OTT going over the top for big production houses

Bengaluru City Entertainment

Bollywood content deteriorating say Bengaluru audience

Bengalureans claim OTT has become the podium for low-quality films and shows. 

Raghav Chandra, a movie buff, told The Observer: “OTT platforms are a good way to pass one’s time. I watch a whole lot of movies and shows on Netflix. But lately, I have been noticing that the quality of Bollywood content on the platform has been deteriorating. For instance, a movie I watched recently, Meenakshi Sundareshwara. The movie had no logic. It had such a bad ending but still it was trending on Netflix India. I watched it just because it was one of the top ten trending movies on Netflix. The movie was a waste of time though.”

Ritika Singhal, another keen watcher of OTT platforms said: “Shows like the fabulous lives of bollywood wives dote the platform. It has a great deal of good content too but I believe that a lot of movies and shows don’t deserve to be on the platform. Some shows are dragged on unnecessarily. There are series which are boring to watch. Nobody needs them.”

According to Amisha Patel, big companies and production houses use these platforms to dump their poor quality content. “They get a good prize by manoeuvring the OTT platforms. Most movies and shows today lack substance. Some are exceptions like Scam 1992. I guess they favor big players to get more subscribers. Who doesn’t want that in face of stiff competition. But new talent and fresh faces should be given an equal opportunity to thrive on OTT,” said Amisha.

Some subscribers like Kowshik Sharma, oppose the claims. “I love Amazon Prime, all shows are of good quality.”

Mr. Manjeet Singh, managing director of Cinestaan Film Company, a production house explained how every producer and media house wants a big platform for their work. “We’re all in it to earn. Some films do well, some don’t. That’s part of the process. One cannot call every movie a dump. It could be someone’s best work according to them.”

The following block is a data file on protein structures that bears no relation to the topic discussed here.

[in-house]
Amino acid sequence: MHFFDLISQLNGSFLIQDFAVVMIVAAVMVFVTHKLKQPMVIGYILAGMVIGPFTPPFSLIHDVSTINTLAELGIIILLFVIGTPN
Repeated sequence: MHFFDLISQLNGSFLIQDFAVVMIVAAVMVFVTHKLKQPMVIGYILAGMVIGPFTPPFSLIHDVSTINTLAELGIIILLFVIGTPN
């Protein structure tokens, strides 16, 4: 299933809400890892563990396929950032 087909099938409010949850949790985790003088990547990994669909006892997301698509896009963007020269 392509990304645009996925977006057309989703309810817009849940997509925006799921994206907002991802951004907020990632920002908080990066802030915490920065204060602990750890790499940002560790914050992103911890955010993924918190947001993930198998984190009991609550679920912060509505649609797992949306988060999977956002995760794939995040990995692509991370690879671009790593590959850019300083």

Nevertheless, people still enjoy watching the ever-new content offered by these platforms. 

Kshitij Bansal, a movie critic, said: “I am a big time movie addict. I do find some redundant movies and shows on these platforms but people still watch them. They are still trending. So, what’s the harm? Maybe some people do like them.”

Small OTT platforms struggle for survival in the highly competitive space.

MUBI, a small OTT platform revealed: “We try to promote the best work, the most deserving talent. We cannot invest good money like the big platforms, but we do try to our best to keep the audience content.

Nikhil Pramar, a Netflix employee, on being contacted by The Observer said he couldn’t comment on the topic.

Nawazuddin Siddiqui, who is known for his power-packed performances in shows like Sacred Games, recently quitdigital platforms. During an interview, the actor said that OTT platforms have become a ‘dhanda (racket) for big production houses’. He called the online platforms ‘a dumping ground for redundant shows’.

chhavi.v@iijnm.org

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